Add in 2 cups of your milk of choice. Be sure to consult the list above on suitable milks for making kefir. Especially for your first time, I highly recommend using either whole cows milk or goats milk. Ensure that you milk is NOT ultra-pasteurized. You can use lower fat milk or skim milk to make kefir, but I would not recommend it for your first batch since lower fat milks don’t seem to set up as well and your grains still haven’t adapted.
Be sure to give your milk and grains a little stir with a small wooden or plastic spoon.
Step 4: Cover
Once you’ve added both the grains and the milk, it’s time to cover your jar. Some folks who have been making kefir for many years cover with a lid, and some cover with a cheesecloth and a rubber band (or clean dishtowel). This is a matter of whether they believe milk kefir is an anaerobic or aerobic fermentation process. I’ve done it both ways, and I prefer to use a slightly secure lid. You don’t want to completely thread the lid, but just tight enough that bugs and the like can’t get in.
If you’re opting for a light covering, use a double layer of cheesecloth or a light dishtowel secured with a rubber band. This is enough to keep bugs and dust out, and it’s really just a matter of preference in my opinion. It may be easier to get a good ferment the first few times by using a cheesecloth, but I can’t say for sure.
I used a light covering for the first several years of kefir making, but I started using a lid and liked the results a little better somewhere in my third year. In my experience, using a lid creates a thicker end product, and I also like that there is no risk of cross contamination with other ferments (see this article from Traditional Cooking School for more information). I keep a lot on the go (sourdough, sauerkraut, beets, and ginger bug to name a few), so I like to keep lids on whatever I can for this reason.
See this great post from Yemoos for more information on weighing the pros and cons of lid vs. cloth.
Step 5: Ferment from 12-48 Hours
This is perhaps the trickiest part of making milk kefir, but it really is quite simple once you get the hang of it. Like so many other from scratch foods, the exact time that milk kefir is finished is moveable and subject to temperature and environment. What you’re looking for is a product that is thick (not quite as thick as yogurt, but thicker than heavy cream) with pockets of whey beginning to form. Whey is the watery liquid that rises to the top of your yogurt container. It is slightly yellow in color, and you can see some pockets in the photo below.
In the summer time, this may take as little as 12 hours. In the winter time, in a cool home, this can take as long as 48 hours. Once you’ve made a few batches, you’ll be able to roughly estimate how long it will take based on your environmental factors. You can see my section above labeled “How Long Does it Take to Make Milk Kefir?” for more information on balancing time, temperature, and grain to milk ratio.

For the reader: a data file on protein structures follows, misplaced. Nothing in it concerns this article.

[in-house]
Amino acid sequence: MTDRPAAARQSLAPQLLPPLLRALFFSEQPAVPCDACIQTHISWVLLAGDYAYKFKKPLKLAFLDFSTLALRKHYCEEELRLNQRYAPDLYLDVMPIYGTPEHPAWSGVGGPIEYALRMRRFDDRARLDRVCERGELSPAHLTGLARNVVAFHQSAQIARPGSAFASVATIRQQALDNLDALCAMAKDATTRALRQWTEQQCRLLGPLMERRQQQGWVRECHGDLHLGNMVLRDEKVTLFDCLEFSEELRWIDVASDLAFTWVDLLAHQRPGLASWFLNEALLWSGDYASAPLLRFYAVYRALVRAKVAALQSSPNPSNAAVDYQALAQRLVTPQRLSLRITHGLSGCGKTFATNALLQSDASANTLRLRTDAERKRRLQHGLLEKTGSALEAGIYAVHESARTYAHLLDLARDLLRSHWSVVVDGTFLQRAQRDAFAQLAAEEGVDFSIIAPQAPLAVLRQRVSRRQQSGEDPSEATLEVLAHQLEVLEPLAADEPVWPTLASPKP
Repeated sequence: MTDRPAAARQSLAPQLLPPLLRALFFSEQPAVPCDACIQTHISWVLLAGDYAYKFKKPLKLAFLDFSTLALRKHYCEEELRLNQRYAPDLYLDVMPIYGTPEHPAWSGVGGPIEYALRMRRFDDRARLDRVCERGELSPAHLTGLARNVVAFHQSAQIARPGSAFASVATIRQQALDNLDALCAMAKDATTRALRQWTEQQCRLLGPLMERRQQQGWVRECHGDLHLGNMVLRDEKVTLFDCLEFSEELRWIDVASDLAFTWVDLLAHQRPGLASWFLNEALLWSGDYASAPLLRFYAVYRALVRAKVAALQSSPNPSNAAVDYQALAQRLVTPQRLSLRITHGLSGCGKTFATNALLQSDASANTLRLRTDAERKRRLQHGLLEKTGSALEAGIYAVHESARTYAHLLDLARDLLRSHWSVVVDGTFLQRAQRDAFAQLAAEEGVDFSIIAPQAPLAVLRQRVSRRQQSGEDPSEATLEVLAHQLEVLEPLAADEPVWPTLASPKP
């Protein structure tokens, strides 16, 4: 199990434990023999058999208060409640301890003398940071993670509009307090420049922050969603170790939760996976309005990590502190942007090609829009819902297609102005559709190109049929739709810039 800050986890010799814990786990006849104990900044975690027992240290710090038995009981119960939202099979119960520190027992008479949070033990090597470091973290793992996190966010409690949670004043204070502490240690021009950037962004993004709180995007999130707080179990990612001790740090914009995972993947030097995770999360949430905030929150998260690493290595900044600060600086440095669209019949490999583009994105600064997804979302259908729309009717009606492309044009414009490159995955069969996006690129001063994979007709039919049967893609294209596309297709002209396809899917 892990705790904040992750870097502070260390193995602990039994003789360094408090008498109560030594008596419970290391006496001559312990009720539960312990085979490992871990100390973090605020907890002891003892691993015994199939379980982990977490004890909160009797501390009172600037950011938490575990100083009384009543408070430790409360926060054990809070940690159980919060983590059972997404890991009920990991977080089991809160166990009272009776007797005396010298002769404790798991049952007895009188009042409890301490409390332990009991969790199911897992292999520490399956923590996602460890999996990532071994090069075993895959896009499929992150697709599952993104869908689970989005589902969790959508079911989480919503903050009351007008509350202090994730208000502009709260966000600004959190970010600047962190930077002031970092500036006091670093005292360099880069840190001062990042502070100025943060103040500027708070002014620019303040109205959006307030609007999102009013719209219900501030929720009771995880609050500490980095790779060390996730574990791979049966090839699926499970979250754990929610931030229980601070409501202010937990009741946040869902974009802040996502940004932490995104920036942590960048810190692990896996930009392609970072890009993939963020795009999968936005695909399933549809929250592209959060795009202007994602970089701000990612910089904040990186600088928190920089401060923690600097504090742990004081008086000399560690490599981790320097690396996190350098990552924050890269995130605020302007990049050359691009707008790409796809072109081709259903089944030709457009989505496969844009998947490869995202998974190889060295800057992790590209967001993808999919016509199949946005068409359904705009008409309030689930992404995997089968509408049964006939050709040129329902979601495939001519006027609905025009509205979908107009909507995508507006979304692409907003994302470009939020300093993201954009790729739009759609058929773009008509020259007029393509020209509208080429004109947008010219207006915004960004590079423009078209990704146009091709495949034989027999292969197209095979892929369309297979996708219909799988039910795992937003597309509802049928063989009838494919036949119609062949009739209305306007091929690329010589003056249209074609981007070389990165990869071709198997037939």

The good news is, even if your milk kefir has “over-fermented” and completely separated from the whey, you can shake it really well and use it as desired. It may be a bit more tangy than you may hope for, but it’s perfectly usable and does not need to be wasted. Kefir is a mostly forgiving culture, and you’ll be surprised how resilient it is. I once left my grains in a small amount of milk for 3 or so months after I had my son, and I was able to rescue them and bring them back to their former glory in just a few batches. Like sourdough, once it is established, it’s hard to kill. 🤣
Step 6: Check for Whey Pockets
Like I described in Step 5, you will see pockets of whey when the milk has been sufficiently fermented. In the photo here, you can see that there is some separation occurring. Once you see the beginning of separation, your kefir is ready and you can proceed to the next step.
Step 7: Strain your Milk Kefir
Since you will need your grains for making continuous batches of milk kefir, you need to strain off the grains and retain the milk kefir for later use. If the grains are left in the milk kefir, they will continue to ferment and you could end up with a very sour end product, not to mention a very disgusting texture. I would NOT want to drink milk kefir grains 🤢.
I like to use a plastic strainer since I am quite superstitious about using any sort of metal with my cultures and ferments. Word is that stainless steel is absolutely fine to use, but there can be reactions with aluminum. I figure it is better safe than sorry and stick with plastic and wood as far as my ferments go.